With delays at the state level, Tacoma still doesn’t have much information to go on when evaluating the impacts of the interim regulations. There continue to be delays at the state level – many applications are still waiting for LCB review, and the State has yet to resolve issues between medical and recreational regulations, as well as the conflict between I-502 and federal law, which still makes marijuana illegal. In light of all this, it seems to make sense to extend the interim regulations another six months, at which time they will be revisited, to see if anything has changed.

One commenter came forward to speak, thanking the Council for being receptive to the new industry, but asking if they had any plans to support I-502 by leveling the playing field between recreational and medical marijuana. That was the only public comment, but we heard more comments from the City Council during their comment period.

Councilmember Mello asked the City Attorney to discuss buffer zones between marijuana uses. There currently are buffer zones between marijuana uses and so-called sensitive uses such as schools and daycares, but there are no regulations in place about proximity between the uses themselves.

Councilmember Thoms brought up the possibility of an amendment to clarify requirements and procedures for notification of surrounding properties when a marijuana-related use was being considered in their immediate area.

 

COMMENTS AND COMMITTEE REPORTS OF THE CITY COUNCIL

Neighborhoods and Housing Committee – Councilmember Walker reported on recent topics covered by the committee.

  • Held a panel discussion exploring the impacts and community benefits of four homeownership programs in Tacoma. The discussion included presentations from the City’s down payment assistance program, the Home Ownership Center of Tacoma, Habitat for Humanity, and Tacoma Housing Authority.
  • Heard presentations on the Graffiti Rapid Removal pilot project and the minimum structures and building code.

The committee’s next meeting will include discussions of encampment removal and PATH Team expansion.

Councilmember Boe had several events to share.

  • Next week, September 21 through 27, is Fall Bike to Work Week in Tacoma. That means more bike commuters on the road than usual, and events including daily opportunities to "embrace the hill" with a different hill climb ride planned for the end of each work day, and the opportunity to join City Councilmembers on their bikes as part of the Prairie Line Trail opening.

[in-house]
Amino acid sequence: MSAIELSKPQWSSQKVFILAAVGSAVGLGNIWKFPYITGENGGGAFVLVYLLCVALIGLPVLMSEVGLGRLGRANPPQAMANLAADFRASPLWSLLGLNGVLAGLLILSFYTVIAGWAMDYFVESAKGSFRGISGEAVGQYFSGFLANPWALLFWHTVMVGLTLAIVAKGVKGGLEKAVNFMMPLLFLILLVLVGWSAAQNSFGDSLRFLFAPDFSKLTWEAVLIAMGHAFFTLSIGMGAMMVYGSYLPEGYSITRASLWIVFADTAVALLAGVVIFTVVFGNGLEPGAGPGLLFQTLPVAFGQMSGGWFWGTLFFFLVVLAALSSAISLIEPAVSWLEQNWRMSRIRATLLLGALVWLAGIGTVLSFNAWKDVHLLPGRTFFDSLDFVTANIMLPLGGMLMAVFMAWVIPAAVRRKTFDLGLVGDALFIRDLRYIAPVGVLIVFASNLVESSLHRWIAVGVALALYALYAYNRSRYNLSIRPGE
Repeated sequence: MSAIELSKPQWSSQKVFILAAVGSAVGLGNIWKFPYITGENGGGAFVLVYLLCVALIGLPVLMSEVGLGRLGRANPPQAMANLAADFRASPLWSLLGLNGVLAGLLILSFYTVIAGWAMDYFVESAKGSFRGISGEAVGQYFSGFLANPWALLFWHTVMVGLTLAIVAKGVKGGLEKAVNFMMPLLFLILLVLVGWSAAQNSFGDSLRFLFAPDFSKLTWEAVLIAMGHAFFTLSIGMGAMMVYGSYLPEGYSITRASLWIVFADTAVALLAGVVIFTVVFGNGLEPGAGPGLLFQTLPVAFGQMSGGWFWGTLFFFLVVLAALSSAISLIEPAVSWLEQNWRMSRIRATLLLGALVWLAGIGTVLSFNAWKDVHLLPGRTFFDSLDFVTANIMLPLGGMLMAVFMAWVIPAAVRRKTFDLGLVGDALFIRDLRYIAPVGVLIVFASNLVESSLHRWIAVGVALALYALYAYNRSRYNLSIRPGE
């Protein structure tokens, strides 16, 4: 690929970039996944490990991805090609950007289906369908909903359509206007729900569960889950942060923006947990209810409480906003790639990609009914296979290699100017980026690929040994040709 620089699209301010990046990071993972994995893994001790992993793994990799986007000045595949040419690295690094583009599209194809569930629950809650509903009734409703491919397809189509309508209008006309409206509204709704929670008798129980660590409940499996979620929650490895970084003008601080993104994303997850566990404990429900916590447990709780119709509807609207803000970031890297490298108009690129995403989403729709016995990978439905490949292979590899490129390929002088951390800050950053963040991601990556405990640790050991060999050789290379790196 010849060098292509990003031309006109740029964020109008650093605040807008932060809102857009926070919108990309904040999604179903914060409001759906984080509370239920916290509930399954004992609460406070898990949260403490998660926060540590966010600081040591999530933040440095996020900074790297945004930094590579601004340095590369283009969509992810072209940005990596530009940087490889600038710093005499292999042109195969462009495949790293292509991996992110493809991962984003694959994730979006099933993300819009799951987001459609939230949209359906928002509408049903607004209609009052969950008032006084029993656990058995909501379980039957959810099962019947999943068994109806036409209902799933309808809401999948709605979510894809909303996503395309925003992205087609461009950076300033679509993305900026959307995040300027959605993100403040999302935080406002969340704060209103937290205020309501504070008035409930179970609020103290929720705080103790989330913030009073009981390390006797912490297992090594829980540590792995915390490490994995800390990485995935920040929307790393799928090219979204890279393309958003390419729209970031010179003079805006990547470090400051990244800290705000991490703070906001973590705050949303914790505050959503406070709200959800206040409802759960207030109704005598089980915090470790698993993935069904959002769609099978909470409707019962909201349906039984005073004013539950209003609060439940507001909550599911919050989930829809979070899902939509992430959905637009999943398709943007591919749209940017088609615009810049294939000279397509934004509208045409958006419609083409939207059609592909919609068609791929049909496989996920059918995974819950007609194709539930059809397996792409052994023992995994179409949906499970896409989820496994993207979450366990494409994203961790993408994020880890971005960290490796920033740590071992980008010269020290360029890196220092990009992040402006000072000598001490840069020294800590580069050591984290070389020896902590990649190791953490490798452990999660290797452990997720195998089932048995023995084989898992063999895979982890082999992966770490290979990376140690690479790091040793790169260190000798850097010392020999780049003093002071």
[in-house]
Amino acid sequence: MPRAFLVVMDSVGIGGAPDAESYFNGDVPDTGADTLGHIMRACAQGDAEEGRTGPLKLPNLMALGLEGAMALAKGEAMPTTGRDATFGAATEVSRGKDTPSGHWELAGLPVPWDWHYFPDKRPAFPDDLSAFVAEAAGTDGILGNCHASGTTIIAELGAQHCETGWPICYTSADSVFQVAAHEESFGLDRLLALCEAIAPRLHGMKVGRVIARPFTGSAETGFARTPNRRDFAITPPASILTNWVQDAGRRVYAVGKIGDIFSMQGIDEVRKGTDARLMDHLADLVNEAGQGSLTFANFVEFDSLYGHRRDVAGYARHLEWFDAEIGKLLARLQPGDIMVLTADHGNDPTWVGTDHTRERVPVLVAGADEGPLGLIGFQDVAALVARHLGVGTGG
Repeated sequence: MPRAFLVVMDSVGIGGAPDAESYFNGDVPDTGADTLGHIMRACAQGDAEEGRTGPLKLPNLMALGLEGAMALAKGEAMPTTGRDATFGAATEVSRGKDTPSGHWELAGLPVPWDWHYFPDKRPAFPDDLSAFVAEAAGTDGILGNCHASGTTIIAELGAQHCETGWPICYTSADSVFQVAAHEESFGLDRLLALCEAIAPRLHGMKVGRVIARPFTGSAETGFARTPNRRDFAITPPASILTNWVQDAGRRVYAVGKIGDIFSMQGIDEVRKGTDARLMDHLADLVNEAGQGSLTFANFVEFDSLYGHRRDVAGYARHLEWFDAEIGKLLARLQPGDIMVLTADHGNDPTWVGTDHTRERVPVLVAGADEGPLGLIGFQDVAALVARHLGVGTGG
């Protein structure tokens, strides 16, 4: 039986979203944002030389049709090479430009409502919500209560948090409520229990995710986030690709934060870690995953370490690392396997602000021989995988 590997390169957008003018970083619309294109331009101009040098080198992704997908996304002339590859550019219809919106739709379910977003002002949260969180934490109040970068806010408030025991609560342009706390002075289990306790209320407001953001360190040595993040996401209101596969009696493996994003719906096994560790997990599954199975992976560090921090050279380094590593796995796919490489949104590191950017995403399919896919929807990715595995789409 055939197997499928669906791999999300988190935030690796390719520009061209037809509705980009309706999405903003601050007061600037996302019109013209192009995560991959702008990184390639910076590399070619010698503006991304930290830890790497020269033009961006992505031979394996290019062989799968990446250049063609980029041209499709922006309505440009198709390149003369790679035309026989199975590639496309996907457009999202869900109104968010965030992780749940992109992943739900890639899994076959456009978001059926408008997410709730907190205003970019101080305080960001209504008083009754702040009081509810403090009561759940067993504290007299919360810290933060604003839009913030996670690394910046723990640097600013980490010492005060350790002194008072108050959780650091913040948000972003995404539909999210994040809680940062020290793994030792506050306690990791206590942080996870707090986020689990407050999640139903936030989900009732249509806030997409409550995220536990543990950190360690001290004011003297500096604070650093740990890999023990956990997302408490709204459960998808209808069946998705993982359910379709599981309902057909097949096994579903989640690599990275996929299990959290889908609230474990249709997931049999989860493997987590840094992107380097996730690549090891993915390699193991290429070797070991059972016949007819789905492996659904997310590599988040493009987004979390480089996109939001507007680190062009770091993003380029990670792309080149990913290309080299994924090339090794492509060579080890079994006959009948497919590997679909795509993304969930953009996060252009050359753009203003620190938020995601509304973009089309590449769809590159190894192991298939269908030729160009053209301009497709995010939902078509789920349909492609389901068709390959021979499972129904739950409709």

• Tacoma's farmers' markets continue in full swing with harvest season - Tuesdays, Thursdays, Saturdays, and Sundays.
  • This Thursday, September 18, is the date for the annual Puget Sound Revels celebration of the autumnal equinox. Join the revels on the Chihuly Bridge of Glass for a small concert, and join in a group sing across the bridge. The free event is open to all, and starts at 6:30 p.m.
  • This Friday is Park(ing) Day. It's an annual, global event that turns parking spots into pop-up pocket parks for a few hours. Tacoma Park(ing) Day will be held downtown on Friday, September 19 from 10 a.m. to 2 p.m. Pick up a passport and visit at least five of the mini parks to win fabulous prizes.
  • Tacoma Maritime Fest is this Saturday and Sunday, September 20 and 21, down on the Foss Waterway. The free event includes a quick and dirty boat building contest and race, free boat tours, music, food, and activities for the whole family.
  • On Saturday and Sunday enjoy free guided maritime heritage boat tours from the Foss Waterway Seaport and Tacoma's Historic Preservation Office. On Sunday there's another opportunity for free boat tours from the Port of Tacoma.

Councilmember Campbell invited everyone to come out on Saturday from 3 to 4 p.m. for the dedication of the new Murray Morgan Bridge mural, under the bridge along Dock Street. Campbell also encouraged anyone who is out and about and looking for a great meal this weekend to visit one of the more than a dozen restaurants in the Lincoln Business District.

Deputy Mayor Woodards invited everyone to join her for the presentation of the Elizabeth Wesley Awards at Clover Park. Over 200 cash scholarships will be awarded to students of color in Pierce County, many from Tacoma. Woodards invited everyone to come out to see the mayor speak, and to support Tacoma students who are being awarded the scholarships.

ADJOURNMENT

For more on the items on the agenda, see our City Business Preview for the week.


Do you want to help the folks at Exit133 pay our bills and keep up with of all things Tacoma? Do you want to see even more coverage? Exit133 has always been free to read and comment, and it will stay that way. However, over the years, readers have contributed to the bank account to help us keep up our coverage of goings-on around town. Contribute and this message disappears!

Support Exit133

Comments

Post A New Comment


Potentially Related Articles